Morality is often defined as an individual’s ability to judge and understand what is right and wrong and then to act in accordance to what they judge to be right. An individual’s moral and belief system influence their behaviors. Behaviors aligned with personal beliefs and morals help to build self-concept and self-esteem (Broderick, & Blewitt, 2010).
A child’s early sense of morals are influenced by a system of rewards and punishment established by the caregiver. Young children will act in accordance of with the egocentric self to meet the standards of their primary caregiver and avoid punishment. Perspective-taking improves and parental established morals give way to a conscience that intertwines emotions, cognition, and behavior (Broderick, & Blewitt, 2010).
Despite cultural and religious influences on morality, there are several universal component that establish good morals. Generally speaking, morality take into account the concern for others, a sense of justice and fairness, honesty and trustworthiness, and self-control (Broderick, & Blewitt, 2010). Feelings of morality and actions are often at a conflict and moral conduct appears to be determined more by situational assessment then by moral reasoning (Broderick, & Blewitt, 2010).
Several theories surrounding moral development exist. Freud discussed in his Psychoanalytic Theory that infants and young children are driven by the impulses of the self-serving id. The superego emerges and establishes a source of morals around preschool age (Broderick, & Blewitt, 2010). Freud believed these morals stemmed from an internalized system of rewards and punishments driven by parental conflict. Around the age of three, vague sexual desires toward the parent of the opposite sex and leads to an internal conflict and competition with the parent of the same sex. The solution to this conflict is to identify with the dominant same sex parent in order to be like them and satisfy this sexual longing (Broderick, & Blewitt, 2010). Morals are established by imitating the same sex parent’s actions.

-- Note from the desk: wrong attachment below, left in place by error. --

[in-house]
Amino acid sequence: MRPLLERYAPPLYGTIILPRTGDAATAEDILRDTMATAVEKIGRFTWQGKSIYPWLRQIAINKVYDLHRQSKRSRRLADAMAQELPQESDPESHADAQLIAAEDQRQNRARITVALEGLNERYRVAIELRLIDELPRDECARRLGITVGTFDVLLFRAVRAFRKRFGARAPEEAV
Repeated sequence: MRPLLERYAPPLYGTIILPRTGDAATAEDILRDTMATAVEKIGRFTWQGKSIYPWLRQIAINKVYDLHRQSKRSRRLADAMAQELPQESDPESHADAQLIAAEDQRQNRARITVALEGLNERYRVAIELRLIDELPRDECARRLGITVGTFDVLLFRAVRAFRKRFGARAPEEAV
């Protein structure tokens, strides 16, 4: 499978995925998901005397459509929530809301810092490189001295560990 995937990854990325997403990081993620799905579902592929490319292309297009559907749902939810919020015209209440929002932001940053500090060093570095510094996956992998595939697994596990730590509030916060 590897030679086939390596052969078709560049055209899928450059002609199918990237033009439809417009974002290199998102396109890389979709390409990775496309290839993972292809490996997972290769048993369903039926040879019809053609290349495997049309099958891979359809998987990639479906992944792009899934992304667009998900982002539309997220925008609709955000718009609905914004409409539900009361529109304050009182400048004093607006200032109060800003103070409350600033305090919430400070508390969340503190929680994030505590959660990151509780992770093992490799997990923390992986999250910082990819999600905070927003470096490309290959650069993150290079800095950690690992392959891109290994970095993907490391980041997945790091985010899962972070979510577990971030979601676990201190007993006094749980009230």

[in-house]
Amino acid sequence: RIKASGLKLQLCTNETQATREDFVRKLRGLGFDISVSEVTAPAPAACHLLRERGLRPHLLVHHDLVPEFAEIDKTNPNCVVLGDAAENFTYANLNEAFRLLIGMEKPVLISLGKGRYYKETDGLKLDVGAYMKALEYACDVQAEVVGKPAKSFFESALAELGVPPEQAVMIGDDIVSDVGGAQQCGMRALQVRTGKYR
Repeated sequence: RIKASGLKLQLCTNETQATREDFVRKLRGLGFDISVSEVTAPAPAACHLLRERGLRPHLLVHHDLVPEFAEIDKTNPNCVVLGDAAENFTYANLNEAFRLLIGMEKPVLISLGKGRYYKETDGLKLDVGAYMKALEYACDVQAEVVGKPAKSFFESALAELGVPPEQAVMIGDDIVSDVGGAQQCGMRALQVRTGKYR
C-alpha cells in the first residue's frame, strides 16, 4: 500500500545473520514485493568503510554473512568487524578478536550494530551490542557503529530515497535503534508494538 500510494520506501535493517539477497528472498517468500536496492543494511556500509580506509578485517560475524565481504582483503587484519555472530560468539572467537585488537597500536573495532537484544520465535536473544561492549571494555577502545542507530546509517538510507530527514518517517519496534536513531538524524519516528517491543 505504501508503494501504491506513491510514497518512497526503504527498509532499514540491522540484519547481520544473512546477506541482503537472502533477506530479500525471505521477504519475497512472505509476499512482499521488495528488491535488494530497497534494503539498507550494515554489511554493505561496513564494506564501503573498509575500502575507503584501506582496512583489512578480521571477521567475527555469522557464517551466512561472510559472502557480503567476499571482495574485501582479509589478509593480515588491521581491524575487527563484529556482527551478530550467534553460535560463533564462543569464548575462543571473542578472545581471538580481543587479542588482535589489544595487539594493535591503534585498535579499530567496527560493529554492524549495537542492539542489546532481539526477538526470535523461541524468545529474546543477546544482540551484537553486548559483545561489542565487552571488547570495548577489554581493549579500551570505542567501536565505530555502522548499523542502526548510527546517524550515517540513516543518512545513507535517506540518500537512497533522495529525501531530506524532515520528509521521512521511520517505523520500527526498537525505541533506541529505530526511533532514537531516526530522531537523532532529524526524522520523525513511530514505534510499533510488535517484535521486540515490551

Later research has failed to support Freud’s Psychoanalytic predictions. Finding show that children as young as eighteen to twenty-four months are capable of understanding empathy. This is inconsistent with Freud’s timeline for the emergence of the id ego and superego (Broderick, & Blewitt, 2010). Toddlers do however preform pro-social actions as a willingness to comply with the authority of their parents. The Psychoanalytic Theory associates this compliance with a fear of the same sex parental conflict. This concept contradicts research establishing that secure attachment and warm affectionate parental styles forester pro-social behavior and moral development (Broderick, & Blewitt, 2010).
Cognitive Theories of moral development center on the works of Piaget, Kohlberg, and Gilligan and emphasize changes in logical thinking at the core of moral development. Piaget theorized that there are three stages to moral development, premoral, heteronomous, and autonomous (Broderick, & Blewitt, 2010). In studies, Piaget presented children with moral dilemmas and asked them to assess the behavior of the protagonist or the rules of a game. During the premoral stage, infants have no concern for rules and often make up their own rules to serve an egocentric purpose. Around age five, children enter the heteronomous stage and view morals and rules through a realist perspective. They view rules at concrete and never to be broken. Violation of rules requires immediate justice and punishment. During middle childhood socialization and perspective-taking abilities become more refined. The child transitions into the autonomous stage and views morals as a social agreement to promote fairness. Rules can be modified and amended to serve a higher social purpose (Broderick, & Blewitt, 2010).